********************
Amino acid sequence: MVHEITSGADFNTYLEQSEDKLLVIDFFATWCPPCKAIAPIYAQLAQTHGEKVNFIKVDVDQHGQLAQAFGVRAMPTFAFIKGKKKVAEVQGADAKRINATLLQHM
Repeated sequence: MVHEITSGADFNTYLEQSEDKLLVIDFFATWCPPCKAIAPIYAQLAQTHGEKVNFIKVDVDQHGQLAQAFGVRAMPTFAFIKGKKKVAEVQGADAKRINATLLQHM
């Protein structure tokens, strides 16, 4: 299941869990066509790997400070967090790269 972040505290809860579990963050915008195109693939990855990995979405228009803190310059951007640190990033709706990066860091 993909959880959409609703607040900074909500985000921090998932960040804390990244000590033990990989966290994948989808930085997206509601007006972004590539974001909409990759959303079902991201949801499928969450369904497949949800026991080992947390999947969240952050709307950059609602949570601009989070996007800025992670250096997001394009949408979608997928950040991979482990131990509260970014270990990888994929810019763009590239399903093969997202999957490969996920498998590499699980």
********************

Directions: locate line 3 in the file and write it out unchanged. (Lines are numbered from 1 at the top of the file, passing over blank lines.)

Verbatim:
């Protein structure tokens, strides 16, 4: 299941869990066509790997400070967090790269 972040505290809860579990963050915008195109693939990855990995979405228009803190310059951007640190990033709706990066860091 993909959880959409609703607040900074909500985000921090998932960040804390990244000590033990990989966290994948989808930085997206509601007006972004590539974001909409990759959303079902991201949801499928969450369904497949949800026991080992947390999947969240952050709307950059609602949570601009989070996007800025992670250096997001394009949408979608997928950040991979482990131990509260970014270990990888994929810019763009590239399903093969997202999957490969996920498998590499699980």